Interestingly, Freud’s outdated ‘penis envy’ theory pointed to the feeling of absence or void within the female. Some theorists have expanded the symbolic aspects of this to encompass the power and status associated with masculinity. Whether or not Freud meant this metaphorically, the advantages of being male include not having a period (often considered painful and unwanted) and having physical strength and size. 

Disgust at the sight of blood and use of descriptions like ‘the curse’ to describe the female menses, demonstrates persisting negative connotations of being female. From women, I have heard masculine traits derided, whilst expressing “I wish I were male.” What if we are truly seeking wholeness through healing our shadow self? Since yin-yang are interconnected, criticising either side is much like one wing of a plane whinging about the other wing. Utterly pointless and counterproductive.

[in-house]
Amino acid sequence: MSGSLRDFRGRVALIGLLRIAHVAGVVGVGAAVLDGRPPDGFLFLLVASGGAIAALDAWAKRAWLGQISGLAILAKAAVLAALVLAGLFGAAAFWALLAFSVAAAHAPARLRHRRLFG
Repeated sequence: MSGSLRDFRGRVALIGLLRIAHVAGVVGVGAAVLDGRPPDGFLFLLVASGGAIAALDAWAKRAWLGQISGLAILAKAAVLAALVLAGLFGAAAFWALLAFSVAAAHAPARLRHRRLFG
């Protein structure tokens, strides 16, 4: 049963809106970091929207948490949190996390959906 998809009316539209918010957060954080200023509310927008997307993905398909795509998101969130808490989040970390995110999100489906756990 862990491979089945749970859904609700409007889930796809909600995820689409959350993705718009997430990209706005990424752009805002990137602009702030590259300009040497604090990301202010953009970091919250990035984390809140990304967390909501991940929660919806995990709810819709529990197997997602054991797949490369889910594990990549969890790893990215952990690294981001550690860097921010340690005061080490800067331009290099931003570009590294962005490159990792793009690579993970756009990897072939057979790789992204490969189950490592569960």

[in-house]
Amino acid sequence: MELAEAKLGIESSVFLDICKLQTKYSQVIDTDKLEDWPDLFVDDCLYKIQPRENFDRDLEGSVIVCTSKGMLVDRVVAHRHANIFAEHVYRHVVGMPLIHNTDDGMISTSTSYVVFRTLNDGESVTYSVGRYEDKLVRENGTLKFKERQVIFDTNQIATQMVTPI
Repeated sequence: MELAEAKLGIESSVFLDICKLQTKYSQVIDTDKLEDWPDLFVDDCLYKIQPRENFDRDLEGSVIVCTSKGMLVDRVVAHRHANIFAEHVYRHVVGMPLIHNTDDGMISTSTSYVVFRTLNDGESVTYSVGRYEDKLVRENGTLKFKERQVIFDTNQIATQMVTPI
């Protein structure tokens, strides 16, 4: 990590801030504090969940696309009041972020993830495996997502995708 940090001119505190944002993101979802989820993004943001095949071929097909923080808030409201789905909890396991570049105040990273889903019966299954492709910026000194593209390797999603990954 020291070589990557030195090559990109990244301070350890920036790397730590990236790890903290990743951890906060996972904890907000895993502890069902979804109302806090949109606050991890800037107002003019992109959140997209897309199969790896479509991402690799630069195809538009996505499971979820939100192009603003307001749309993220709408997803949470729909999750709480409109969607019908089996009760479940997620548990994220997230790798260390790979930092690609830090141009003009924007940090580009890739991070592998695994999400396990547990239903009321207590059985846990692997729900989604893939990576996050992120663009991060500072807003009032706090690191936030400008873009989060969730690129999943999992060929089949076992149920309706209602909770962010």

Issues of vulnerability and inadequacy are common to both sexes. Men feel excessive pressure to excel and perform – disappointment and failure to live up to the ‘ideal’ leads to a high suicide rate amongst young men. 

Rather than being fixated on unhealthy behaviours, it’s more productive to accept that we are all whole human beings, not the ‘sum of our underlying parts.’ We each have potential to learn and grow, wherever we come from and whatever our life experience. Both masculine and feminine traits exist within each of us, which is both complex and beautiful. 

Both men and women need support and acceptance. Before one criticises men, one must consider the positive impacts of masculinity and the integration of our own masculine side. Perhaps it has been neglected and needs loving support and healing. Consider Nietzsche’s words, “Whoever fights monsters should see to it that in the process he does not become a monster.